It was Jack Freestone who beat Kelly in the first heat, by the way, looking physically assured in a lineup that was brawling like a drunken Irishman. Jack’s win set the tone for the day. The guys winning through fell into one of two categories: they were a) physically big guys, or b) guys who would willingly be freesurfing Margies on a day like this. Julian Wilson fell into both.
After watching Kelly in the first heat, you wondered how tough it was to surf. But despite wearing a 15 footer as a top hat, Julian made it look kind of simple—start and finish big. Drive hard off the bottom on the peak, then cut down and ride out clean on the inside. The inside section was like the Revenant bear, and for every guy who survived it, eight guys didn’t. But suddenly it looked a lot easier out there. Jules should have won here last year, and on this morning’s form will give it another nudge this year.
The day after he won at Snapper, I spent a couple of hours talking with Owen Wright. He was still trying to make sense of the win, and in many ways still trying to make sense of the past year. Great chunks of it weren’t there, but there was almost a hyper-awareness of the two months since the doctors officially told him he was out of the “trauma” stage of his brain injury. He spoke of milestones in his recovery and milestones back in the water. He said his first wave—a crumbling one-footer lying down on a soft-top—felt like Teahupoo. But once he was in the clear and surfing again, he measured his recovery not by the waves he surfed, but by the waves he could safely negotiate paddling out. Two foot, four foot, eight foot while surfing with Mick Fanning at Straddie. Step by step.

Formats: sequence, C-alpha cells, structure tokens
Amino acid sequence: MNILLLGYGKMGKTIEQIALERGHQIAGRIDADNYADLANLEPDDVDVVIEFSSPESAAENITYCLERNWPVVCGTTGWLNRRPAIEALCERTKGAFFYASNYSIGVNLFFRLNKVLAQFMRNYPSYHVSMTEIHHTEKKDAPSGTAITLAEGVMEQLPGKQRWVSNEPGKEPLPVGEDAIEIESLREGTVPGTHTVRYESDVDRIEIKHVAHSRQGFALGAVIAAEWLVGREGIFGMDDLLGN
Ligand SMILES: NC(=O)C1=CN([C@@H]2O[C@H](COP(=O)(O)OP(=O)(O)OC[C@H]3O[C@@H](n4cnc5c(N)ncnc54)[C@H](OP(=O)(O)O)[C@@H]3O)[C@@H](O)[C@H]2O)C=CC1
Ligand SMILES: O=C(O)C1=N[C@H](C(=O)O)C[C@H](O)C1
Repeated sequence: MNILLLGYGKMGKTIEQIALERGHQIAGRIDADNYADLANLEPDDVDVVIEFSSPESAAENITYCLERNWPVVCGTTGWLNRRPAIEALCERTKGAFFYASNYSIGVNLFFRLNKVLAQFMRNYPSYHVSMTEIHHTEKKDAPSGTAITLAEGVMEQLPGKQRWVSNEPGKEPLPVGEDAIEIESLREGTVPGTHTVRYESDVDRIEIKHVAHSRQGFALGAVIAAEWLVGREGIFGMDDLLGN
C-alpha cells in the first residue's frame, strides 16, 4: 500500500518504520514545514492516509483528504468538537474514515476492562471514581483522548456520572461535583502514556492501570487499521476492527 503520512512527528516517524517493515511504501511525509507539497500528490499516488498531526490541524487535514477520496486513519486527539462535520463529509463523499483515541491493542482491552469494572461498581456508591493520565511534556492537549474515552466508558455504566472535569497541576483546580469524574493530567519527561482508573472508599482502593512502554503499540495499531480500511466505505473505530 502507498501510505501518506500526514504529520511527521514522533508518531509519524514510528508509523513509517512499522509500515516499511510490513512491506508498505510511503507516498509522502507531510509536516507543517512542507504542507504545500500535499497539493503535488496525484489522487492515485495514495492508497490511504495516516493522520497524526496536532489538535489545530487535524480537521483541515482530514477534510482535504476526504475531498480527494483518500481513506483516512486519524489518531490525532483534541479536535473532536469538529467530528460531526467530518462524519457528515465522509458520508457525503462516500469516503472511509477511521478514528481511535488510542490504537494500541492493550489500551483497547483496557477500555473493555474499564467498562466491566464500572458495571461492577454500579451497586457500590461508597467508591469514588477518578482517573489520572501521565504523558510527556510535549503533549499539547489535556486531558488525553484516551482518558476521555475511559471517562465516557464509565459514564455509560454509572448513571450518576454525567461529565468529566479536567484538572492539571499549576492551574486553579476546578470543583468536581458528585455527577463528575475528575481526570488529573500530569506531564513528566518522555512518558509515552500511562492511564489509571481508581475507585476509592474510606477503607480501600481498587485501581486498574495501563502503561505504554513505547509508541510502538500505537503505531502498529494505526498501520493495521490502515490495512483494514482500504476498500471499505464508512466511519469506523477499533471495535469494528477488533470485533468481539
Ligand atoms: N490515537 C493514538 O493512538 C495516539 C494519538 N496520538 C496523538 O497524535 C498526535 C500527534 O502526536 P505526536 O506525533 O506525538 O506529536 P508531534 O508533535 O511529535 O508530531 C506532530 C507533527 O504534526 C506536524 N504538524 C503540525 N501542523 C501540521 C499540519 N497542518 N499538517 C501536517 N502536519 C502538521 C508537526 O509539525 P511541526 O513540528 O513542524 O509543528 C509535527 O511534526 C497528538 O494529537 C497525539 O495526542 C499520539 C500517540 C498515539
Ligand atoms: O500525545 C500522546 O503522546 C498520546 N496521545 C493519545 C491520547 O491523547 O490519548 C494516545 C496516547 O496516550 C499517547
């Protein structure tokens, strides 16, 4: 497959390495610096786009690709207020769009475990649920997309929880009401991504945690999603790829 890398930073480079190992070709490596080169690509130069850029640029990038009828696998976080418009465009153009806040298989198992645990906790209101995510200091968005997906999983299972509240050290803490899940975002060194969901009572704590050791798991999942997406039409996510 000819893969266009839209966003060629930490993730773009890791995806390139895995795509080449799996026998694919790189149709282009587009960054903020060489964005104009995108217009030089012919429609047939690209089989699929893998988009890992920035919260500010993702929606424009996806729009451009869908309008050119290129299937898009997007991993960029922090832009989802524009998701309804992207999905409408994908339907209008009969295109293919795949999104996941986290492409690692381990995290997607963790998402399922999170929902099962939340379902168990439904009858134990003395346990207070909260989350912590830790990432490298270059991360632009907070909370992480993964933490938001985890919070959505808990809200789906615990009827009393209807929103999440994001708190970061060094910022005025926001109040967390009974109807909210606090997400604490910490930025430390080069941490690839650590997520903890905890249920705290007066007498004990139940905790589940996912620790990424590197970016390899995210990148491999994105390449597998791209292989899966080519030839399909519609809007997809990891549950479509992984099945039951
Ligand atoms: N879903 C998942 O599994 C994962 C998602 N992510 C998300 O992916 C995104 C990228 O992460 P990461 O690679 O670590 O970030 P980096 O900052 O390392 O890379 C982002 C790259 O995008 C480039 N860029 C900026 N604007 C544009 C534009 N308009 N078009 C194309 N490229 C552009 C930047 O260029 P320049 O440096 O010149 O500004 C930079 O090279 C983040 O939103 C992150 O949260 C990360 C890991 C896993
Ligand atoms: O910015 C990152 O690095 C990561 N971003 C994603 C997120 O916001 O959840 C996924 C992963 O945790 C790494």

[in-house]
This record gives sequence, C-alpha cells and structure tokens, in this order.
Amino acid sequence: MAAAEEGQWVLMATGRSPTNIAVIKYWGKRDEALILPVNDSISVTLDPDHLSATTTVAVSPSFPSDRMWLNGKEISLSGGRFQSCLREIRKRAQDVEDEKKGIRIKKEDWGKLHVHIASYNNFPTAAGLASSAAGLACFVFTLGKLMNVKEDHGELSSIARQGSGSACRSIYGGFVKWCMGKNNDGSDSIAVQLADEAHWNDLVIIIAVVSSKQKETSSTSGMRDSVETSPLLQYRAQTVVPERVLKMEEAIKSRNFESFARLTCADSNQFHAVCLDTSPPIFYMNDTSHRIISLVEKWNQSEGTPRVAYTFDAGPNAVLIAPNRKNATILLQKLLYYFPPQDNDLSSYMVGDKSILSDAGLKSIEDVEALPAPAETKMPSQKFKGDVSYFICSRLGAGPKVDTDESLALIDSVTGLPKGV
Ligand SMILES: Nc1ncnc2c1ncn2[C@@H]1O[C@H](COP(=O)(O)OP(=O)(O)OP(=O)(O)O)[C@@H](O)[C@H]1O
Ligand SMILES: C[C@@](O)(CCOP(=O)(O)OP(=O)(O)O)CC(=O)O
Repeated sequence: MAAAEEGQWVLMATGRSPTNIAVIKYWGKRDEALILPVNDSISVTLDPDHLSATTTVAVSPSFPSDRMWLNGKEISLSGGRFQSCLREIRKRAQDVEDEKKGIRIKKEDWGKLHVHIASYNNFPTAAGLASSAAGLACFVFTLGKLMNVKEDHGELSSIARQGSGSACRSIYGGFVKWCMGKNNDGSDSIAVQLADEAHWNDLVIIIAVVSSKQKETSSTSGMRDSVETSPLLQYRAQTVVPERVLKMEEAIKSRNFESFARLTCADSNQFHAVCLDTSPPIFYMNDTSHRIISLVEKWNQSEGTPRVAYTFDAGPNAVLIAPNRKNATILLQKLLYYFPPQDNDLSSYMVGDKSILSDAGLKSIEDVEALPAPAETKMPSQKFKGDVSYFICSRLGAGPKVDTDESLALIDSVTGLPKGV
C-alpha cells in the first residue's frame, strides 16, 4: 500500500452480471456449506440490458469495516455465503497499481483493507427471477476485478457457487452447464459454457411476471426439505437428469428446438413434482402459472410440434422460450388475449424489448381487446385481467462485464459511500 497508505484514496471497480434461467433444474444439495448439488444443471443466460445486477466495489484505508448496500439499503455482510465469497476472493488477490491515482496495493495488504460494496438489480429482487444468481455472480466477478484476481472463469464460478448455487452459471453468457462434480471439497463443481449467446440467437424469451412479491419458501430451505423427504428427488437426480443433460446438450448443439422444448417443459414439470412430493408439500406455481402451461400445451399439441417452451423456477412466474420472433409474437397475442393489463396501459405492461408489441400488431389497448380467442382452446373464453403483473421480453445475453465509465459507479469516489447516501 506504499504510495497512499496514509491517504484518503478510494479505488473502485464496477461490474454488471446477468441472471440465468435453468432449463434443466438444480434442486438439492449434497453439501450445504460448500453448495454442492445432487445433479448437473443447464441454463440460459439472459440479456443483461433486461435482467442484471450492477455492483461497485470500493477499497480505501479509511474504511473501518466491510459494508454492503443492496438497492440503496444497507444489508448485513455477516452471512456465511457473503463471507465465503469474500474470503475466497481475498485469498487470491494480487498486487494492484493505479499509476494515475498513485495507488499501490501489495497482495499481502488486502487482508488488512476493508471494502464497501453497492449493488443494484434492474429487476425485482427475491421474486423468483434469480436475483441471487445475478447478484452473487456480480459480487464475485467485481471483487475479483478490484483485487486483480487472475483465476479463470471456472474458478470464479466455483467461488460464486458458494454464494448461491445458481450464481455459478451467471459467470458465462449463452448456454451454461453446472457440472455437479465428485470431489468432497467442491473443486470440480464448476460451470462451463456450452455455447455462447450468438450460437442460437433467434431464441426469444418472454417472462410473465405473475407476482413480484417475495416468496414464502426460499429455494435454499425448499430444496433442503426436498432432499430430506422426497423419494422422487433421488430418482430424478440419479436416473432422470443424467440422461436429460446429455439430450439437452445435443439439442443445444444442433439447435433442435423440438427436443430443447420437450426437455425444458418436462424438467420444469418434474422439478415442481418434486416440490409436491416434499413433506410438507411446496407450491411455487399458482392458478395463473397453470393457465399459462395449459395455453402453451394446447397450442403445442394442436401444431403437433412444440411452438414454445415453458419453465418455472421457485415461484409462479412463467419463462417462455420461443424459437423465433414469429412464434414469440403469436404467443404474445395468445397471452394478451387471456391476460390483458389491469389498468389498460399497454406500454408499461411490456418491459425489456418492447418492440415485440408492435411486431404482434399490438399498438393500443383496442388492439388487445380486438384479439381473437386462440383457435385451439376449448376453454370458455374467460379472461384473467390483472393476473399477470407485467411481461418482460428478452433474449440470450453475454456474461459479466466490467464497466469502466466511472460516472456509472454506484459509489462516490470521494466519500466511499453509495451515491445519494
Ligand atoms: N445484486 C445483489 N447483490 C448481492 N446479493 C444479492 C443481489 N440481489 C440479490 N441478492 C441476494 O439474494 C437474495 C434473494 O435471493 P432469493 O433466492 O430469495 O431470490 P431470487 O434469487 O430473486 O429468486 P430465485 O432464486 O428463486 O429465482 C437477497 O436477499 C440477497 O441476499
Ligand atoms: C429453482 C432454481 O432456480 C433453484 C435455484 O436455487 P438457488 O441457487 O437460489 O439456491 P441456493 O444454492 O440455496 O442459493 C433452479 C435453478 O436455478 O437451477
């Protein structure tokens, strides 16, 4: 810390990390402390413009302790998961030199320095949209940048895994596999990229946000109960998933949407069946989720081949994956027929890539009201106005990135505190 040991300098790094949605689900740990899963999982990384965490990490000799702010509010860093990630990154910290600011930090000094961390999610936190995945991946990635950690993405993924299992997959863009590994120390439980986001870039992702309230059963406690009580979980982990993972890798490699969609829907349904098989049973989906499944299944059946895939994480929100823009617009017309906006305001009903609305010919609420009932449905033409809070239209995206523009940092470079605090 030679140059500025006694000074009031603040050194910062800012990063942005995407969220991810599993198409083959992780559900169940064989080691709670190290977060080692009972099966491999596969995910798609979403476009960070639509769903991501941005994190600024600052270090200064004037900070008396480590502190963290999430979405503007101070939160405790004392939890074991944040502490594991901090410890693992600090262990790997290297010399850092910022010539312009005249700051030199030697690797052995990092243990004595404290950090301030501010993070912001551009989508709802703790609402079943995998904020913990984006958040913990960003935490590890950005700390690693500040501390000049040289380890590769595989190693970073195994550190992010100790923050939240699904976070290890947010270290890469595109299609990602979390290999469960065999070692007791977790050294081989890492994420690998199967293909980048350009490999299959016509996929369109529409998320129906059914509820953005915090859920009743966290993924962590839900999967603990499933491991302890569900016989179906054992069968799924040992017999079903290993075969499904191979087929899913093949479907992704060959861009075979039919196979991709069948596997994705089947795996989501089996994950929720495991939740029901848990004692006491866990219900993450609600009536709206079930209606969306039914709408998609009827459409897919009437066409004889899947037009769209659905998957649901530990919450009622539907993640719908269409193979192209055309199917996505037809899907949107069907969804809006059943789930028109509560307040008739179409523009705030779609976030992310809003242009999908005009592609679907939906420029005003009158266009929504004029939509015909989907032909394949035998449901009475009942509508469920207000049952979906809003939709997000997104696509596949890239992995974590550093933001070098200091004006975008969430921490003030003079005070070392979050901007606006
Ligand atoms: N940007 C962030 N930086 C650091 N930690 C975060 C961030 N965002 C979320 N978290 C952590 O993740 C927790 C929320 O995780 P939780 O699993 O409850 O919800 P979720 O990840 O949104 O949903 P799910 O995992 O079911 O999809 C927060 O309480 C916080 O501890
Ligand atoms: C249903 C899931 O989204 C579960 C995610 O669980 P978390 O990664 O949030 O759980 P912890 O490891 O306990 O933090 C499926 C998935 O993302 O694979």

Owen’s injury, you remember, happened duck diving what he called a 15-foot Second Reef Pipe set. So when a 15 footer lined him up today and broke, top-to-bottom right on him, his crew all freaked. He could not have been in a worse spot.
Owen popped up okay, looking a little rinsed like a dog after a bath, and you figured the result of the heat from there was inconsequential. That was a milestone—probably the biggest test he’ll get all year, outside of big Tahiti or Pipe—and he survived just fine. The fact he got the score he needed in the dying seconds was just a bonus.
I don’t know where to start with the Florence kid. He toyed with it. He rode a 6’2”, the smallest board anybody surfed during the pulse of the swell. He was even incredulous when interviewed later about guys riding longer boards, although I’m sure the Hawaiian’s board was weighted in compensation for length. It was a heavy blade with no chatter. But while everyone till that point had surfed within the range of what they were given by the Margarets right, John simply surfed how he wanted. Young Jacob Wilcox surfed great in their heat, but John was simply out there testing himself against the ocean.
John would have freesurfed this day—nothing is more certain. He loves this place. For John, it’s like home in a fullsuit. It’s why he shoots here all the time. Give John the choice of today at Margarets or a mechanical wave in a pool, and you’ll get one answer.